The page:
Disarmament DiplomacyIssue No. 51, October 2000
Congress Passes $310 Billion Defence Bill
On October 6, the conference committees of the US Senate and House of Representatives agreed a single version of the Fiscal Year 2001 Defense Authorization Bill. The text was subsequently approved by both Chambers (90-3 in the Senate on October 12; 382-21 in the House on October 10) and sent to the President for expected signature. Total budget funds approved were $305.4 billion, a $12 billion increase from the previous budget and $4.5 billion more than requested by the Administration. Aspects of the budget related to nuclear weapons and non-proliferation issues are summarised below.
'' Provision Weakened
The conference version watered down the controversial Warner-Allard Provision (Section 1018 of Senate bill S. 2549) concerning research into possible new means of destroying hardened and deeply buried targets - means widely interpreted as including, in the minds of the proposers, low-yield (five kilotons or less) nuclear weapons. See last issue for details.
The final language would terminate "limited research" into the issue on July 1, 2001, the final date for the submission of a report to Congress by the Defense and Energy Secretaries. The original provision also required a report to be submitted by that date, without identifying it as the end-point of the research programme. No funding for the research - which could commence no earlier than January 20, 2001 - is allocated. The Energy and Water Appropriations Bill proposed by the Senate did allocate $6 million to '' research. This provision, however, was deleted from the conference version.
Opponents of the provision expressed relief at its effective defusing. According to David Culp of the Friends Committee on National Legislation (October 16): "We' basically kicked the can down the road. It means, for next year, bad things are not going to happen." In Culp' estimate, a Gore Administration "probably wouldn' pursue" such research, whereas "a Bush Administration would likely continue" with it.
Unilateral Nuclear Reductions Ruled Out
The conference version unexpectedly deleted Senate language allowing the next President to reduce US strategic nuclear forces below START I levels (6,000 warheads) following - and assuming such a move was commensurate with - the completion of a nuclear posture review. The final language also calls for a nuclear posture review, but constrains the next President to maintain START I deployment levels until START ratification is complete. This rigidity, insisted on by the Republican Congressional majority, should, on the face of it, disturb the Republican, and reassure the Democratic, presidential candidate. Governor Bush has made clear his preference for unilateral reductions, following a review, considerably below START I, and even START II (3,500 warheads) levels, while Vice President Gore has expressed disapproval of any reductions outside the START process. However, many observers predict that if Governor Bush is elected and the Republicans regain control of Congress, the FY 2002 Defense Authorization Bill would be likely to include the leeway desired by the Executive.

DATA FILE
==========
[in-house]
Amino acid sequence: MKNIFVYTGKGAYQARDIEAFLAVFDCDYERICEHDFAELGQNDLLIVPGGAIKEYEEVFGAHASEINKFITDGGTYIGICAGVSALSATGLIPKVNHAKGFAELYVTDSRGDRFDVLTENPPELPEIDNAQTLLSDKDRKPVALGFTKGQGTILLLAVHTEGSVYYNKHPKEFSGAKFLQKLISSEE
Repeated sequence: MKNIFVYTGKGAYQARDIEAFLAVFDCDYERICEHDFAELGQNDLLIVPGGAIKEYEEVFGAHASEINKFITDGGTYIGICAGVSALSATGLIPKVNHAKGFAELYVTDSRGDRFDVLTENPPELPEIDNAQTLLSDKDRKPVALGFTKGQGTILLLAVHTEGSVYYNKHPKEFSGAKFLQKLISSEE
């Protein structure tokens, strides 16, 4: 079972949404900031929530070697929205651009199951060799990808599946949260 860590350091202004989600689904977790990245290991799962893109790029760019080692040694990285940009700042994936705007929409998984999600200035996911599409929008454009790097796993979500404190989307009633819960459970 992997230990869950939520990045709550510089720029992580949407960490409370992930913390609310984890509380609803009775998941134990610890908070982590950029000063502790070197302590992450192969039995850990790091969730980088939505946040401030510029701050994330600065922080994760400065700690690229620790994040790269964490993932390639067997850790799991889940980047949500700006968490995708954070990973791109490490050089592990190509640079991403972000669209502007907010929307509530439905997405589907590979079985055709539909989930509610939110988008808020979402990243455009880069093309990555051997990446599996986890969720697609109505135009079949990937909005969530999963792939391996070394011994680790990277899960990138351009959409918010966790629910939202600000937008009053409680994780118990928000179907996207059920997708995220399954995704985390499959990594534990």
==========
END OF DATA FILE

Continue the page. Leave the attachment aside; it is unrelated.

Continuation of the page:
The nuclear posture review, to be conducted by the Secretary of Defense, would be set the task of assessing strategy, planning and programming for the next 5-10 years. In the words of the legislation, the review should consider the relationship between US "nuclear deterrence policy, targeting strategy and arms control objectives", the "levels and composition of the nuclear delivery systems that will be required for implementing the national and military strategy, including any plans for replacing or modifying existing systems", and gauge the kind and scale of "nuclear weapons complex that will be required for implementing national and military strategy, including any plans to modernize or modify the complex." The results of the review should form, according to the bill, "the basis for establishing future arms control objectives and negotiating positions."
The review would be speedy, with submission coinciding with the next Quadrennial Defense Review in December 2001. The last review was completed in 1994, commending a deployed warhead level of 2,000-2,500, the current US target-range for START III.
Other Arms Control and Non-Proliferation Items
The conference version contained the following items related to nuclear weapons and missile defence:
Ballistic Missile Defence: $4.7 billion
Department of Energy Non-Proliferation Programmes: $573.5 million
Department of Energy National Nuclear Security Administration (NNSA): $6.4 billion, including:
© 2000 The Acronym Institute.